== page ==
It looks like another episode out of Netflix’s Black Mirror fiction series, but it’s really taking place in China. Smartphones in China are becoming a key tool to track the spread of coronavirus.
The Chinese government is working with players like Alibaba Group and Tencent Holdings to deploy apps to track the spread of coronavirus across the country.
Alibaba has released an app called Alipay Health Code, which assigns a coloured QR code – red, yellow or green – which determines whether Chinese citizens should stay quarantined at home or are safe to step out into public spaces.
Tencent, the developers of WeChat, have a similar app – Close Contact Detector. This app uses QR-code-based tracking to notify a user if they have been in close contact with someone who was infected by the coronavirus.
How Does QR-Code Tracking Work?
Tracking citizens using QR (Quick Response) codes on their phones requires them to constantly be scanning codes wherever they go. Users scan a QR code with their phone in various places like public transport or shopping centres with the Alipay or WeChat apps.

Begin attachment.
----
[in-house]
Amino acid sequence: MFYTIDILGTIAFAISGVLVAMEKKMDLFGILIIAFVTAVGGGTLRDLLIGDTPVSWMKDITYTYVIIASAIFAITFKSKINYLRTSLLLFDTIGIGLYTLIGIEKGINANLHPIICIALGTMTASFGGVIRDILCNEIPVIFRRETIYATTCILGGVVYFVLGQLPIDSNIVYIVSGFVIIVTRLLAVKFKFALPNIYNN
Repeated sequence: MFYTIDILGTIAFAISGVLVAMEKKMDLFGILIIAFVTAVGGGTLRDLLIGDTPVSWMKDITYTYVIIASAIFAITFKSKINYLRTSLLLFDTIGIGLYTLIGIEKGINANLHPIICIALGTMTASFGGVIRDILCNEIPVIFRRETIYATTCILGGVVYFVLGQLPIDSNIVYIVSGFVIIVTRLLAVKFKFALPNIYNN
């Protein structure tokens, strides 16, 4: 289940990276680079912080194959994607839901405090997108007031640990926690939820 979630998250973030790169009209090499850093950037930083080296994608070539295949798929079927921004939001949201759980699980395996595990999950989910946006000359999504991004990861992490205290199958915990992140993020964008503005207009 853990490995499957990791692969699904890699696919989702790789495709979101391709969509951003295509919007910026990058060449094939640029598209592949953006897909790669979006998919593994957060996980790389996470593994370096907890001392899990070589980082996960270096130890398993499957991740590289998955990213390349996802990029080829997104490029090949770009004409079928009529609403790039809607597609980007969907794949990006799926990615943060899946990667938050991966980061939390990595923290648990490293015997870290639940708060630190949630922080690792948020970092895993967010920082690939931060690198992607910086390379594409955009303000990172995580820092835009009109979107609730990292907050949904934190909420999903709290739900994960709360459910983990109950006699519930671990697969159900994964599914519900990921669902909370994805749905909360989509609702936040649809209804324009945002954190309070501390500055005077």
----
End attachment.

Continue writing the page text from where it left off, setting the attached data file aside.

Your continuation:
Chinese citizen’s phone numbers are registered and they have to enter their names and unique citizen ID. Registered phone numbers can be used to check on the status of different citizens.
When a citizen scans a QR code and a green colour flag appears, they are free to move about. If a yellow colour comes, it means they have to undergo a seven-day quarantine, and a red means a 14-day quarantine.
The data is sent to a central server, which helps track movements of citizens.
China says a person has had “close contact” if they have been near a person who is ill even though they may not have had symptoms at the time. Like if a person has travelled in a plane or train - if they are within three rows of a person who may have fallen ill later.
All airline crew members on flights that have had people who later caught coronavirus are said to have been in “close contact”.
China’s use of technology to track its citizens has raised privacy concerns globally. While it may be an efficient way of tracking citizen movement, there is no clarity on what will happen after the outbreak has been contained.
The data gleaned from citizen’s phones could be used to tighten China’s surveillance system. The country has over 400 million CCTV cameras in place to track citizens. Highways are lined with cameras every few kilometres. City streets have cameras at every possible corner.
China is also setting up a social credit system, which is again quite dystopian, to rate the conduct of all its citizens. This QR-based system could easily tie into that database as well.